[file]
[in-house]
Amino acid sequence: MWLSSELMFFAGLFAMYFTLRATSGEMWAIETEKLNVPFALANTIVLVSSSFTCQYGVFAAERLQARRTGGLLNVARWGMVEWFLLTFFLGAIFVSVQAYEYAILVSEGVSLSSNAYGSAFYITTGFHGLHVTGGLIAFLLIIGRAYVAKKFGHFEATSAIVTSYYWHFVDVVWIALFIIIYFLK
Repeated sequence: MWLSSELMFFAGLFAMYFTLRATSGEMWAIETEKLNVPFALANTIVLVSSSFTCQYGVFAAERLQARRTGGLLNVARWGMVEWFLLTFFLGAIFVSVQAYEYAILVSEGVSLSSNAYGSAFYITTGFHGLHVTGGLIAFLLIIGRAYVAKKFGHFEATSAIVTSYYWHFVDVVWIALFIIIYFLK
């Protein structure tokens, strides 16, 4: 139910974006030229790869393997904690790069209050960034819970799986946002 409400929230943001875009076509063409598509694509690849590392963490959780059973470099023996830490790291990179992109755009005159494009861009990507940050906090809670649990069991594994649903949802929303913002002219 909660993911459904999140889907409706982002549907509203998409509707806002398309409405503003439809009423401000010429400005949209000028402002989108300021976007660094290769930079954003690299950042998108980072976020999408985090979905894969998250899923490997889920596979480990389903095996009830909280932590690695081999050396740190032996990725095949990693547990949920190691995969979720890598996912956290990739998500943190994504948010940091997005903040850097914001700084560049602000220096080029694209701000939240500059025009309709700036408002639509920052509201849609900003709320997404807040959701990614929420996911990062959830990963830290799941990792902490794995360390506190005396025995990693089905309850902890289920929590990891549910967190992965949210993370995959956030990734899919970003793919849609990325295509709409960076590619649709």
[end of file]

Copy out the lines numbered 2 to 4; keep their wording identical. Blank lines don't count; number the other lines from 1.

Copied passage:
Amino acid sequence: MWLSSELMFFAGLFAMYFTLRATSGEMWAIETEKLNVPFALANTIVLVSSSFTCQYGVFAAERLQARRTGGLLNVARWGMVEWFLLTFFLGAIFVSVQAYEYAILVSEGVSLSSNAYGSAFYITTGFHGLHVTGGLIAFLLIIGRAYVAKKFGHFEATSAIVTSYYWHFVDVVWIALFIIIYFLK
Repeated sequence: MWLSSELMFFAGLFAMYFTLRATSGEMWAIETEKLNVPFALANTIVLVSSSFTCQYGVFAAERLQARRTGGLLNVARWGMVEWFLLTFFLGAIFVSVQAYEYAILVSEGVSLSSNAYGSAFYITTGFHGLHVTGGLIAFLLIIGRAYVAKKFGHFEATSAIVTSYYWHFVDVVWIALFIIIYFLK
């Protein structure tokens, strides 16, 4: 139910974006030229790869393997904690790069209050960034819970799986946002 409400929230943001875009076509063409598509694509690849590392963490959780059973470099023996830490790291990179992109755009005159494009861009990507940050906090809670649990069991594994649903949802929303913002002219 909660993911459904999140889907409706982002549907509203998409509707806002398309409405503003439809009423401000010429400005949209000028402002989108300021976007660094290769930079954003690299950042998108980072976020999408985090979905894969998250899923490997889920596979480990389903095996009830909280932590690695081999050396740190032996990725095949990693547990949920190691995969979720890598996912956290990739998500943190994504948010940091997005903040850097914001700084560049602000220096080029694209701000939240500059025009309709700036408002639509920052509201849609900003709320997404807040959701990614929420996911990062959830990963830290799941990792902490794995360390506190005396025995990693089905309850902890289920929590990891549910967190992965949210993370995959956030990734899919970003793919849609990325295509709409960076590619649709």